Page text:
Is converting Lambrettas to a single fork leg an act of heresy or engineering genius? To find out, Sticky rode Casa Performance’s winner of the Pomposa 500km scooter endurance race; the one-armed bandit that stole the show…
It’s ‘small bike’ Sunday practice day on the recently-enlarged Pomposa race circuit, somewhere on the Adriatic coast between Venice and Rimini. On one circuit karts are practising, on another motocross bikes are tearing up the dirt. In a small area of the paddock minuscule Italian kids are being taught to ride mini race bikes around in tiny circles with their knees on the deck, leaning further and further until they tip over and roll around on the floor laughing.
Out on the main circuit is a mix of pit-bikes, mini-race-bikes, full-sized 125cc and 300cc 4-strokes and also scooters. Some of the kids on these little bikes are demons through the corners. One of them may well be the next Valentino Rossi.
Out in the mid-morning fog, amongst the underwater farting sound of 4-strokes and screaming automatic engines you can clearly hear manual-gearchange scooters, firing out of the mist.
Luca Zani: Production Class Lui
The first is Casa Performance’s new CP One35-kitted Lui; built for their version of Production Class; which requires scooters to be restricted by carb size, exhaust and to specific cylinder kits. With an out-of-the-box CP135 kit and box-shaped exhaust the Lui would be hard-pushed to compete with the smallframes that rule this class. Nevertheless, the point of this session was for rider Luca Zani to test how the chassis handled with its single-sided Polini fork and to improve its set-up for racing.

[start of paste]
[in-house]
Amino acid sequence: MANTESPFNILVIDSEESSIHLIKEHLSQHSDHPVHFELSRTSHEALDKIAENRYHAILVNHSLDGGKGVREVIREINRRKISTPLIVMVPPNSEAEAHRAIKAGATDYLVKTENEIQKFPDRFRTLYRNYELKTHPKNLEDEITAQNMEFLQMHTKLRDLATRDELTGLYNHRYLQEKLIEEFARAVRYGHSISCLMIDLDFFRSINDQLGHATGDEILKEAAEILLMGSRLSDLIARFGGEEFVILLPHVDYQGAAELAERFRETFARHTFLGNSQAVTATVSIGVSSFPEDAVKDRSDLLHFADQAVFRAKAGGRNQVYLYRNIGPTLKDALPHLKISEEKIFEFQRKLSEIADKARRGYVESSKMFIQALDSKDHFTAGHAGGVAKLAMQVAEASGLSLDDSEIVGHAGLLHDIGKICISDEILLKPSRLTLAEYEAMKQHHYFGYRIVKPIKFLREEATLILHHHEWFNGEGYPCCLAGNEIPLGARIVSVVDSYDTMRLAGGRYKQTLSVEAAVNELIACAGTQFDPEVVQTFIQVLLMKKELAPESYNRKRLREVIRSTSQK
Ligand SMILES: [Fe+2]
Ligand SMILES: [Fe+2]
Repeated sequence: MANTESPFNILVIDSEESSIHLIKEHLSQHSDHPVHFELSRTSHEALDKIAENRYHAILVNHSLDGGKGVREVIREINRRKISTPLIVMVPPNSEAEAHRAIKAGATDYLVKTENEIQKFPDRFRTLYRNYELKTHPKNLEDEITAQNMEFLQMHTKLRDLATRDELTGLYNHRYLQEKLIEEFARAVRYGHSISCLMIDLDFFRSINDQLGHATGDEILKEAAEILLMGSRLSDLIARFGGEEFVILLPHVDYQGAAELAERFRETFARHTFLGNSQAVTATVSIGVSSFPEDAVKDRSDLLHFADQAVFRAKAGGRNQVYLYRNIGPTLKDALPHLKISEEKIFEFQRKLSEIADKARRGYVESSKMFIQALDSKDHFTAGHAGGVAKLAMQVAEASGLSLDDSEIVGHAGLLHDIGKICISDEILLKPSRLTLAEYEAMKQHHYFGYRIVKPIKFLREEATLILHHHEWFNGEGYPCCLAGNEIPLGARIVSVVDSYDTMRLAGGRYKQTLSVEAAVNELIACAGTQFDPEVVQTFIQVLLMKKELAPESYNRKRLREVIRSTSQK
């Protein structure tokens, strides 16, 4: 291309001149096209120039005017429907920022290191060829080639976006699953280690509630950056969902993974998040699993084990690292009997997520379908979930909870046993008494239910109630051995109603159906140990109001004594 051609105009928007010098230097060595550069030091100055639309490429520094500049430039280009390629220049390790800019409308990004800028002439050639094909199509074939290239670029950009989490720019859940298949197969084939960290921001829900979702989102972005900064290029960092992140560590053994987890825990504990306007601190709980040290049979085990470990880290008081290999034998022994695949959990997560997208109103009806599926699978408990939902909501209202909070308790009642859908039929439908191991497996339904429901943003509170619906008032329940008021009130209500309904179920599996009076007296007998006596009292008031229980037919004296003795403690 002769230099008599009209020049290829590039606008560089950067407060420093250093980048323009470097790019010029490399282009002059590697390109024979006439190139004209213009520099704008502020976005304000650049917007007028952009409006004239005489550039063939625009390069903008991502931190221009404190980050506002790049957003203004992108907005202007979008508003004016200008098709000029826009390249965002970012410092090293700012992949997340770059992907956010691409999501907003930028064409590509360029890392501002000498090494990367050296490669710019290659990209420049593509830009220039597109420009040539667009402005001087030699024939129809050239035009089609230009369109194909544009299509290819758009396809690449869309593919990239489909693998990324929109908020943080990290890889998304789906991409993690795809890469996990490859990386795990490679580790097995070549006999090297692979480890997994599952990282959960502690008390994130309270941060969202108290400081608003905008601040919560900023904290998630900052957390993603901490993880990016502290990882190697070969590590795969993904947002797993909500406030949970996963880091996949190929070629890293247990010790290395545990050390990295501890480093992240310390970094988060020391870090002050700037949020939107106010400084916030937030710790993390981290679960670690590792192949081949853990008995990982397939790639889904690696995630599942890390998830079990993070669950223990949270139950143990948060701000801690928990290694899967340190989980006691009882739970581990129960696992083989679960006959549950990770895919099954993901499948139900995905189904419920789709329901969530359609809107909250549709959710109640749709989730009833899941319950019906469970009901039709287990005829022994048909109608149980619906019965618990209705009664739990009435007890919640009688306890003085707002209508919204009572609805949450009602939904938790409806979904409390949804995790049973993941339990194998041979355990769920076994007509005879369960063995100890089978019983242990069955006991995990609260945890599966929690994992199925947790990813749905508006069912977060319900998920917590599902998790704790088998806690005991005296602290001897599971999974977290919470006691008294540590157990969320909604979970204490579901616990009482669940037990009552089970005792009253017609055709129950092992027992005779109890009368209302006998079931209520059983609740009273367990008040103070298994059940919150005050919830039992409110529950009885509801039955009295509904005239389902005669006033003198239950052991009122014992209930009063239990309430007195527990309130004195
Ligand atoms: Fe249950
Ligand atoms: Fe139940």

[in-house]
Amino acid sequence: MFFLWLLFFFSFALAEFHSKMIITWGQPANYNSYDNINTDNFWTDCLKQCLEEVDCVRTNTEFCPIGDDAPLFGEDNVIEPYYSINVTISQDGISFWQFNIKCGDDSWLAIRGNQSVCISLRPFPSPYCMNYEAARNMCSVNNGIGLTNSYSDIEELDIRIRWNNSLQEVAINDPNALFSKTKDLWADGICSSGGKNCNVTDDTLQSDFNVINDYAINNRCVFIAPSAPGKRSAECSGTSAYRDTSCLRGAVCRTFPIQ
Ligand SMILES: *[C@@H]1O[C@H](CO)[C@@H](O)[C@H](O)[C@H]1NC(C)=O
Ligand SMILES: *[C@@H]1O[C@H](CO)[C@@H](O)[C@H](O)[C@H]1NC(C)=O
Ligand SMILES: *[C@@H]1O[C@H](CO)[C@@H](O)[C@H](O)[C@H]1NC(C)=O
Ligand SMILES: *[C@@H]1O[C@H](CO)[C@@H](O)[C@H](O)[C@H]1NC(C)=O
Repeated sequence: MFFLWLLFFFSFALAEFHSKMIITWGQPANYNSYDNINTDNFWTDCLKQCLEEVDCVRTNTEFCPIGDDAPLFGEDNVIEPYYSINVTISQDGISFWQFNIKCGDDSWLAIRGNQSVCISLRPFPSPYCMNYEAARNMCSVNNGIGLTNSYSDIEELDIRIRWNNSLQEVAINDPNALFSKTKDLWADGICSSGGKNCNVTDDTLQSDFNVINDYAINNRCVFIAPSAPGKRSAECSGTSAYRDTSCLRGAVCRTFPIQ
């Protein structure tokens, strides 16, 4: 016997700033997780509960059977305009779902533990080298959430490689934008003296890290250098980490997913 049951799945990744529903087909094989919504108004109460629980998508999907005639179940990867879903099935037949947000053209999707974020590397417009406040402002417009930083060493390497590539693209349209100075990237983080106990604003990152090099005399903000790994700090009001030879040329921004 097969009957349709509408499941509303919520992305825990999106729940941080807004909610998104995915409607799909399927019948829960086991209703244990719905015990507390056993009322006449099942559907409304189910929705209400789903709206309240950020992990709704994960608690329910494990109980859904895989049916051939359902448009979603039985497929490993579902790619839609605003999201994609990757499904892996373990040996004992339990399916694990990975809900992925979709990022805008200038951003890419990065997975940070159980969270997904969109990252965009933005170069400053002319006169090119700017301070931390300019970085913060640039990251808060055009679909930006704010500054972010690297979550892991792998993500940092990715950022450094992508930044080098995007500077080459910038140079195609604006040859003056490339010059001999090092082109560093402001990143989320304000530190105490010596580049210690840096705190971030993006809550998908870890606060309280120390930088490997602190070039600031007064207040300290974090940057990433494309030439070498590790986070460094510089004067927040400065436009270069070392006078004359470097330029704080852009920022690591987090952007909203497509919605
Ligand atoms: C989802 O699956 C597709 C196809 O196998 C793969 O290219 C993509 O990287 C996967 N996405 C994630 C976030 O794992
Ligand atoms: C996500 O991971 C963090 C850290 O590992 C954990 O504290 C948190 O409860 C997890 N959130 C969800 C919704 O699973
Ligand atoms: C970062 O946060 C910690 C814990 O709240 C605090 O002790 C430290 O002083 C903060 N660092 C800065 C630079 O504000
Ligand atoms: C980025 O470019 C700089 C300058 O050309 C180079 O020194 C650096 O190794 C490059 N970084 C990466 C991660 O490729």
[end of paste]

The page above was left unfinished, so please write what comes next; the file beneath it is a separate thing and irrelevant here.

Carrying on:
Paolo Birtele on Crimaz’s Vespa endurance racer
Next out of the mist, on one wheel, came Crimaz’ Quattrini-powered endurance racer. It truly was a sight to behold as it leaned at ridiculous angles and powered down the straight trying to flip its rider like a bucking bronco.
Luca Fuschini: Lambretta SST265
Finally, from out of the gloom emerged Luca Fuschini on the SST265, making it look unbelievably easy to pilot a 40hp race Lambretta – sideways.
What do all of these scooters have in common?
The simple answer is a single-sided front fork. Not only single-sided, but with the leg on the left unlike almost every manual-gearchange Vespa ever made, except the very earliest.
Such a fork seems un-natural in a Vespa smallframe, but it looks completely odd under a Lambretta front mudguard. Not having a fork leg on each side seems like something is missing.
Gemini theory (twin must be better)
In theory, it makes sense to have twin-legged forks. Pretty much every motorcycle has them after all. There is something inherently balanced about having one fork leg on each side of the wheel that should work better, shouldn’t it?
Well, for motorcycles that might be true. Most are made with high-precision machined telescopic forks held rigidly both above and below the headstock. As a rule, fork springs are carefully matched for length in any quality motorcycle.
Scooters are different. Forks are built on the cheap using the minimum of materials to save weight and money. What could be an advantage in terms of alignment can actually become a hindrance if the people making the forks don’t do it accurately and you end up with more force on one fork link than another.